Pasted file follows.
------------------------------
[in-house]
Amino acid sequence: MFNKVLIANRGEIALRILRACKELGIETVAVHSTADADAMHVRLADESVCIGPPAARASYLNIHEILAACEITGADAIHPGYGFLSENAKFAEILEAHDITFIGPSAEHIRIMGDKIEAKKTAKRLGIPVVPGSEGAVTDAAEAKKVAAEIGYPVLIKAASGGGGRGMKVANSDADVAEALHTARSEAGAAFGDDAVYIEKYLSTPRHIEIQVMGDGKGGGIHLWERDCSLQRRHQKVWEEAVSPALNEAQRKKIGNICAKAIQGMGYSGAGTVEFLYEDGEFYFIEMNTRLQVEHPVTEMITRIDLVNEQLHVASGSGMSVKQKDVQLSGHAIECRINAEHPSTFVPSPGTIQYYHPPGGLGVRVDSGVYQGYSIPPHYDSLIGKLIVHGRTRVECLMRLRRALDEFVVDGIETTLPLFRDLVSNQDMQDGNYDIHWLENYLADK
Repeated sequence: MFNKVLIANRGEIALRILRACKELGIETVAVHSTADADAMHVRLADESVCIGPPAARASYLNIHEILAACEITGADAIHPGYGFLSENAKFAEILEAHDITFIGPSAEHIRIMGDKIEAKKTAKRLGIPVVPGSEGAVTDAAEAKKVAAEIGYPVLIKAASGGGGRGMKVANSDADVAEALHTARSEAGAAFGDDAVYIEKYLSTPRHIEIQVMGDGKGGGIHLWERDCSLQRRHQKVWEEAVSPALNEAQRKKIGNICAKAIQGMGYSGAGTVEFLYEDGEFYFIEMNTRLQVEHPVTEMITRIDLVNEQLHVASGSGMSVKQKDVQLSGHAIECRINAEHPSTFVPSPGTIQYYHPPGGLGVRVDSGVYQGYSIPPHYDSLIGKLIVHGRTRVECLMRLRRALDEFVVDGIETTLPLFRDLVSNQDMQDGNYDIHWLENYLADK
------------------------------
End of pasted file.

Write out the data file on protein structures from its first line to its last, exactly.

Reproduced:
[in-house]
Amino acid sequence: MFNKVLIANRGEIALRILRACKELGIETVAVHSTADADAMHVRLADESVCIGPPAARASYLNIHEILAACEITGADAIHPGYGFLSENAKFAEILEAHDITFIGPSAEHIRIMGDKIEAKKTAKRLGIPVVPGSEGAVTDAAEAKKVAAEIGYPVLIKAASGGGGRGMKVANSDADVAEALHTARSEAGAAFGDDAVYIEKYLSTPRHIEIQVMGDGKGGGIHLWERDCSLQRRHQKVWEEAVSPALNEAQRKKIGNICAKAIQGMGYSGAGTVEFLYEDGEFYFIEMNTRLQVEHPVTEMITRIDLVNEQLHVASGSGMSVKQKDVQLSGHAIECRINAEHPSTFVPSPGTIQYYHPPGGLGVRVDSGVYQGYSIPPHYDSLIGKLIVHGRTRVECLMRLRRALDEFVVDGIETTLPLFRDLVSNQDMQDGNYDIHWLENYLADK
Repeated sequence: MFNKVLIANRGEIALRILRACKELGIETVAVHSTADADAMHVRLADESVCIGPPAARASYLNIHEILAACEITGADAIHPGYGFLSENAKFAEILEAHDITFIGPSAEHIRIMGDKIEAKKTAKRLGIPVVPGSEGAVTDAAEAKKVAAEIGYPVLIKAASGGGGRGMKVANSDADVAEALHTARSEAGAAFGDDAVYIEKYLSTPRHIEIQVMGDGKGGGIHLWERDCSLQRRHQKVWEEAVSPALNEAQRKKIGNICAKAIQGMGYSGAGTVEFLYEDGEFYFIEMNTRLQVEHPVTEMITRIDLVNEQLHVASGSGMSVKQKDVQLSGHAIECRINAEHPSTFVPSPGTIQYYHPPGGLGVRVDSGVYQGYSIPPHYDSLIGKLIVHGRTRVECLMRLRRALDEFVVDGIETTLPLFRDLVSNQDMQDGNYDIHWLENYLADK